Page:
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> The Technological Singularity Is Real, Moore's Law ending in explosion of tech
 
When do you think the tech singularity will be?
Within 10 years [ 4 ]  [26.67%]
Within 20 years [ 0 ]  [0.00%]
Within 30 years [ 7 ]  [46.67%]
Much longer [ 3 ]  [20.00%]
Never [ 1 ]  [6.67%]
Total Votes: 15
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El_Machinae
Posted on Nov 4 2011, 03:06 PM


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It's only good if we play things correctly. I worry about automation putting people out of work. Not to be a luddite, but because it causes social disruption. If people are becoming poorer due to automation, we're doing something wrong.

It's something to worry about (instead of poo-poo away), because it's a fairly significant opportunity cost, if things go badly.


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MjolnirPants
Posted on Nov 4 2011, 04:18 PM


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QUOTE (El_Machinae @ Nov 4 2011, 10:06 AM)
If people are becoming poorer due to automation, we're doing something wrong.

In some ways, if people are loosing jobs due to automation, it means we're doing something right. Most automation replaces a few dozen to a few hundred factory workers with a technician to service the machine, a few programmers to program it, a few designers to design it, and a few dozen to a few hundred others. In most cases, it doesn't necessarily reduce the number of jobs, unless it's designed and implemented so well that it doesn't need to be upgraded or serviced for a significant period of time.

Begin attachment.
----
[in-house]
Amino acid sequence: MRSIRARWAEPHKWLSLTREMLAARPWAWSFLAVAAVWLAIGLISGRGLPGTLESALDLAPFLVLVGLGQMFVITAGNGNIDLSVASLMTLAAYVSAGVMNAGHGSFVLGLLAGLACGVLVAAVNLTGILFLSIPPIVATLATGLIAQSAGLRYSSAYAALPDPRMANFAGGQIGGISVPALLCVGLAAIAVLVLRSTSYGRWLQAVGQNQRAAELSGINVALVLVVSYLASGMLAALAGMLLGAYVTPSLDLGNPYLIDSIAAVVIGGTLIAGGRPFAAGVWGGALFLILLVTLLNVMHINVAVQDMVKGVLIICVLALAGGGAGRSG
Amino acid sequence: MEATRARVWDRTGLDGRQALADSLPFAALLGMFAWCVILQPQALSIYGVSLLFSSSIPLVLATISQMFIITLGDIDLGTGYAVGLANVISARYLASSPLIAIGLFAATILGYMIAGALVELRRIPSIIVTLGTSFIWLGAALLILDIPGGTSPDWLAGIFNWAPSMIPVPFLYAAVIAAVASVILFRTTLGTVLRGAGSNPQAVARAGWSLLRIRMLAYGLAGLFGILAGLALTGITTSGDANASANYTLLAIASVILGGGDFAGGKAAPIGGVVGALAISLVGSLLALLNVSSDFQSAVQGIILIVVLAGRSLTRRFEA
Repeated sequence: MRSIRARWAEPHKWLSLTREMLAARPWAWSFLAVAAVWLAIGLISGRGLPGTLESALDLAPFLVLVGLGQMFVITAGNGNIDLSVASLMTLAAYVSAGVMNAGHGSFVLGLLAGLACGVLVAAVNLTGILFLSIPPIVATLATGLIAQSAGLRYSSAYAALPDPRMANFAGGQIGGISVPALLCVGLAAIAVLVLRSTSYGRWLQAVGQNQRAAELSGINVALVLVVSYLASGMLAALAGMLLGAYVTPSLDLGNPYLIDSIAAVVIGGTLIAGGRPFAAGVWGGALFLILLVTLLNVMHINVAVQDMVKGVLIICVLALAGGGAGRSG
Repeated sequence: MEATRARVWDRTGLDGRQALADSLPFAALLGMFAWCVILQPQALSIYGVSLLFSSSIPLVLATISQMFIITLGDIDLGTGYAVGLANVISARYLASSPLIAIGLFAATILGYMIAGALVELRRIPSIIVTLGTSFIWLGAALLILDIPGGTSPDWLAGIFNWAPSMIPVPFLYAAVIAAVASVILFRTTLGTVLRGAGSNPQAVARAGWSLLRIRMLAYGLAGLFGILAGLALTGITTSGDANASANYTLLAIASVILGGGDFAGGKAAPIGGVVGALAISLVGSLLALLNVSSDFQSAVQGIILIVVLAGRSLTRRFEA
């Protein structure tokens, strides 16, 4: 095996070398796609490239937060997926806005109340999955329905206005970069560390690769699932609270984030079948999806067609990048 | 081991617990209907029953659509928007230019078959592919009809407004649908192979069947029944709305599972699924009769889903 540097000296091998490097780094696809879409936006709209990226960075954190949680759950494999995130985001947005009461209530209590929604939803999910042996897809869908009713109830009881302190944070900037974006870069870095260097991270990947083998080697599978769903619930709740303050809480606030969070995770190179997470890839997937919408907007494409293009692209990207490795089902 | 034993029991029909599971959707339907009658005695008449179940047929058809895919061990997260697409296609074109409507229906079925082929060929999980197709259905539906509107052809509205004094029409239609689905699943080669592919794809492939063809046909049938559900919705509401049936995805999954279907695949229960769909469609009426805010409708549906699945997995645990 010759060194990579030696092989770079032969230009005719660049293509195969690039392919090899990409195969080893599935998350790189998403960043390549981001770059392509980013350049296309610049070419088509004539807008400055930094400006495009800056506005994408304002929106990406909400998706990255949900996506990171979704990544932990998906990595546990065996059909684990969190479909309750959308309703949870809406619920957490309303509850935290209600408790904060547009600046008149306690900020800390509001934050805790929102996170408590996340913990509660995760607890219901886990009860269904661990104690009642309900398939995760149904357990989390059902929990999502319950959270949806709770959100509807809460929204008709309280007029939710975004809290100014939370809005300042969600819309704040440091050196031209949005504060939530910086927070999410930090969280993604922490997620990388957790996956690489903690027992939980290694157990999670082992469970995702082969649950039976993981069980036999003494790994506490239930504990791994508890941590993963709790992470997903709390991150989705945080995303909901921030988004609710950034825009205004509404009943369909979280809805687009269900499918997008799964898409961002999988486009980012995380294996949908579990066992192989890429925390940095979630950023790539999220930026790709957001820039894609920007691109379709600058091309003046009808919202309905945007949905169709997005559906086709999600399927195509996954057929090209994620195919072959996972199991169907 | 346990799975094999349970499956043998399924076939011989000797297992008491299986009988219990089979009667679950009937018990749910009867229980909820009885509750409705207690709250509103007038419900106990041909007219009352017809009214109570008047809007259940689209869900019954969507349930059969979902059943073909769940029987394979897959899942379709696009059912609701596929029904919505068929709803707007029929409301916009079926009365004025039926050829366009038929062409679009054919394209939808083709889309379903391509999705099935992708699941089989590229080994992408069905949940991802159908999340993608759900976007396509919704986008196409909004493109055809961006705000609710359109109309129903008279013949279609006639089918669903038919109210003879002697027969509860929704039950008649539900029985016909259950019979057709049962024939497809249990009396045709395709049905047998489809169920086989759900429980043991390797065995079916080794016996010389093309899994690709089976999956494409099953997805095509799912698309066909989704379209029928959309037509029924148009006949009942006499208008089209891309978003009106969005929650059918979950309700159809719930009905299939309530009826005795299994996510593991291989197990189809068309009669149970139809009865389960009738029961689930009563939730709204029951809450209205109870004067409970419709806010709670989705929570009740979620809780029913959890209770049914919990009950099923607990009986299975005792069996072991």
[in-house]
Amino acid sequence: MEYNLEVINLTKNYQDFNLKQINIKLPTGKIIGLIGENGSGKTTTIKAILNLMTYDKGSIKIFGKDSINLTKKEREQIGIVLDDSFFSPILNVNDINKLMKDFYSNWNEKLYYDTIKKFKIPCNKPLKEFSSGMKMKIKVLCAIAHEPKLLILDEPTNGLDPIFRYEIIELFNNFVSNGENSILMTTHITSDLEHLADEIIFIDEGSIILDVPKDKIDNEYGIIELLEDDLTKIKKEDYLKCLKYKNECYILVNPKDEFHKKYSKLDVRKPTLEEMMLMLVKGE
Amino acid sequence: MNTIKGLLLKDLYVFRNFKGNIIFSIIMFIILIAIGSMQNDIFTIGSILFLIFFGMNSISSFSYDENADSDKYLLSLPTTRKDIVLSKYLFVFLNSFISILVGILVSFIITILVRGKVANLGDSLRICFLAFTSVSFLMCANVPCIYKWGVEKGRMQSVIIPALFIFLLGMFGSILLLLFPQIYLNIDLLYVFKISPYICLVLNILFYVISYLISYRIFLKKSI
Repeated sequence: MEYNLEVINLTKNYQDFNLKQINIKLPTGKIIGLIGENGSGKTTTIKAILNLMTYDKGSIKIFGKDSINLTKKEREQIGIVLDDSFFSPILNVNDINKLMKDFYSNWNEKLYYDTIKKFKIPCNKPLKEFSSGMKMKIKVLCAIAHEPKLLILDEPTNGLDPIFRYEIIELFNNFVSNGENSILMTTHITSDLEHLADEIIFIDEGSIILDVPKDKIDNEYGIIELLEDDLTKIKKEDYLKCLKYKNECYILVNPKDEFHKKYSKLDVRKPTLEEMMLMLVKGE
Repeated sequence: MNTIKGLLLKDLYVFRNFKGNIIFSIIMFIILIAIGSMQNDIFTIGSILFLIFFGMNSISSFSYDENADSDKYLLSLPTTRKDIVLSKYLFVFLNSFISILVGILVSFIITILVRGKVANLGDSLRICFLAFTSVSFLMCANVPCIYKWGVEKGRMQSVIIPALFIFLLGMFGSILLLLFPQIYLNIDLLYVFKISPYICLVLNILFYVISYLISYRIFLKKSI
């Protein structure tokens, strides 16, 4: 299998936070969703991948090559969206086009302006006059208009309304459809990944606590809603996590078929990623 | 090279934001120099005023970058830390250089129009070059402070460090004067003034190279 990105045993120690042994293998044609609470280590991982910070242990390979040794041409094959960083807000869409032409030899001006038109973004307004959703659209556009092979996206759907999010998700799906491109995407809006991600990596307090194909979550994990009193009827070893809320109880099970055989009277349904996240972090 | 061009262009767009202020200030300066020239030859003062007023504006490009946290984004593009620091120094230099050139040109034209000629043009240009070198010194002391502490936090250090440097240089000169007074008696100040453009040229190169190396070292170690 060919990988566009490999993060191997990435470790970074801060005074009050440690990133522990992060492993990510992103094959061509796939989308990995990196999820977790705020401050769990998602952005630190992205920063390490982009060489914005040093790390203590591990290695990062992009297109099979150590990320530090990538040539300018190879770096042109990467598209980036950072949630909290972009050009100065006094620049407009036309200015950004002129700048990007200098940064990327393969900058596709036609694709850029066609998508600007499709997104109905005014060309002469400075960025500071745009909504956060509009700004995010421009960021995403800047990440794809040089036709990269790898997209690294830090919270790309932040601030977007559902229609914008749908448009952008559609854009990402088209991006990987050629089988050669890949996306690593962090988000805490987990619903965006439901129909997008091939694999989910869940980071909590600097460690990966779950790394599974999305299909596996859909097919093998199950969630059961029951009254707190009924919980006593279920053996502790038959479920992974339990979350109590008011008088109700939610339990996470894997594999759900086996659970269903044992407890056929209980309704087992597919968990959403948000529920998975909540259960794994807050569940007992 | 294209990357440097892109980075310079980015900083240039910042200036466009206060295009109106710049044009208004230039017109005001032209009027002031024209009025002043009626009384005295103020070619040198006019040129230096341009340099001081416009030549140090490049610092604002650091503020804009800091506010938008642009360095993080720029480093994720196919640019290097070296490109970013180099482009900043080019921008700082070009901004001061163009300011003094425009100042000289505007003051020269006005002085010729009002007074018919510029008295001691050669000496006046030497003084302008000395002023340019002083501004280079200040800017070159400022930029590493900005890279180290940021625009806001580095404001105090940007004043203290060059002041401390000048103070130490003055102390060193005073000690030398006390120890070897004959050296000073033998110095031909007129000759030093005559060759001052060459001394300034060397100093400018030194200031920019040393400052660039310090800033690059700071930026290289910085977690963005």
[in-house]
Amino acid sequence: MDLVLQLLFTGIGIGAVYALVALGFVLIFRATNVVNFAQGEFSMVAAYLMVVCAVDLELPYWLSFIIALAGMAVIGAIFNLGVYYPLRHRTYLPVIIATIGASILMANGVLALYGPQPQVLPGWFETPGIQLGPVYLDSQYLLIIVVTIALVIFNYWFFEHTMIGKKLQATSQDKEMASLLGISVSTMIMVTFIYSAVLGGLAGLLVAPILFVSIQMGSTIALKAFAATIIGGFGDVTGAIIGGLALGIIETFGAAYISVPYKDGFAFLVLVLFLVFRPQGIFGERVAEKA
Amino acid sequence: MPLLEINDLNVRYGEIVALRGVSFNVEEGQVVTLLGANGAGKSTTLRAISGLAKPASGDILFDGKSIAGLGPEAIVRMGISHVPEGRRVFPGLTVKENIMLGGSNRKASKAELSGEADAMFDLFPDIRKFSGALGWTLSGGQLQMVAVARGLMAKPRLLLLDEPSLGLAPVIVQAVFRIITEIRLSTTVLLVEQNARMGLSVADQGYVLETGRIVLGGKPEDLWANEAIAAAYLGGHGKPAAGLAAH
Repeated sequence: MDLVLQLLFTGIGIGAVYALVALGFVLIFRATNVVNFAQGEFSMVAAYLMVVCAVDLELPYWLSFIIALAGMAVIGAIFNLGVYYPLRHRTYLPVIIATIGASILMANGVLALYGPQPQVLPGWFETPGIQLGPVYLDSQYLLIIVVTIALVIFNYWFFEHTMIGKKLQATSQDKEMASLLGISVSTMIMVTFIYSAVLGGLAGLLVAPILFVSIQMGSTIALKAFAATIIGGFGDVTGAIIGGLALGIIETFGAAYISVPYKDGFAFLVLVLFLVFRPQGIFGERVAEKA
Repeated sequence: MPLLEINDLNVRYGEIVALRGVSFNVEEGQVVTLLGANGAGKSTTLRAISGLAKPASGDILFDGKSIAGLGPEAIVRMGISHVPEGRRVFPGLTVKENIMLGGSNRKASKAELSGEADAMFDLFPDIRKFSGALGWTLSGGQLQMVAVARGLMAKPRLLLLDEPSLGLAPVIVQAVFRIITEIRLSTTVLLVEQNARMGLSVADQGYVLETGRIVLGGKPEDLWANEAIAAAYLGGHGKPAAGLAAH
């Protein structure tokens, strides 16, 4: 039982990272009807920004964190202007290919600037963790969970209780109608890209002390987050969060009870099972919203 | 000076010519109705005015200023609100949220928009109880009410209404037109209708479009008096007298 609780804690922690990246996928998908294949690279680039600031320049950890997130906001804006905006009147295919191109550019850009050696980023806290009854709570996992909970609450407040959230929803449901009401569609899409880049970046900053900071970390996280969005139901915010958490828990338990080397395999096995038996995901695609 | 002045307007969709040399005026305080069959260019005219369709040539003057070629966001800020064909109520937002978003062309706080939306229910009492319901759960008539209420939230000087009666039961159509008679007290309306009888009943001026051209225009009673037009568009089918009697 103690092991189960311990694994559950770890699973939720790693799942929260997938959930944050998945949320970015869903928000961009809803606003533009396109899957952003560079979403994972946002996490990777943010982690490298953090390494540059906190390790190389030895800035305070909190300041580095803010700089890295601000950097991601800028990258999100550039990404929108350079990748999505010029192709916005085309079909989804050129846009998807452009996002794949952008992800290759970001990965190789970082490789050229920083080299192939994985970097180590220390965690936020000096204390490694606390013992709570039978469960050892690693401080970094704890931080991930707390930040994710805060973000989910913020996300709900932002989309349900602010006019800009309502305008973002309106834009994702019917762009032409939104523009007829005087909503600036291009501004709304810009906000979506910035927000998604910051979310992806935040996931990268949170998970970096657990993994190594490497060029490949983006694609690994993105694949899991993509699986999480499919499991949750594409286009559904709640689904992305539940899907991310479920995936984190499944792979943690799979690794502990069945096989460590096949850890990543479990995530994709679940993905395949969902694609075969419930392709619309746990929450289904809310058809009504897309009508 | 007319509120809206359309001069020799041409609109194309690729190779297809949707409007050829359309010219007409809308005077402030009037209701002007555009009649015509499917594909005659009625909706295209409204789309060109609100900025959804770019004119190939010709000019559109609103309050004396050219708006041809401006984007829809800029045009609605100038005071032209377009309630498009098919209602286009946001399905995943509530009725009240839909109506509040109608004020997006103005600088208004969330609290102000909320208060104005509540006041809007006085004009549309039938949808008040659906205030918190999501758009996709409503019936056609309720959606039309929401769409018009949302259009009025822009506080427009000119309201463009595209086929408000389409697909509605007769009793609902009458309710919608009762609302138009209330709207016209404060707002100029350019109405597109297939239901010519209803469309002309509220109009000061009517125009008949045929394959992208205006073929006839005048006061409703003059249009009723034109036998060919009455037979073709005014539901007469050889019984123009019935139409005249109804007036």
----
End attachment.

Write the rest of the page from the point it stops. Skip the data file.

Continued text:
Now, I'm not disagreeing with you*. As far as society is concerned, I'd rather see millions of jobs which a robot could do being done by people than a few technical jobs which only people could do.


*Actually, once a certain threshold of automation is reached, it might be in society's best interest to have it, provided some form of socialism exists. This is the theoretical basis for the Federation in Star Trek: The jobs necessary to maintain the economy are all done by automation, allowing the humans and aliens to pursue their interests without worrying about whether their chosen career makes good economic sense. However, I'm sure this sort of society comes with just as many problems as our own, I just don't want to sit here and try to think up what they would all be.


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El_Machinae
Posted on Nov 4 2011, 06:40 PM


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Yeah, we're agreeing. I'd rather all jobs be done by robots, and people only do the work that they feel called to do. But I don't want an increase in human poverty as a result!

I think it's actually something to worry about, because we're going to get better and better at putting people out of jobs with machines.


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MjolnirPants
Posted on Nov 4 2011, 06:48 PM


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QUOTE (El_Machinae @ Nov 4 2011, 01:40 PM)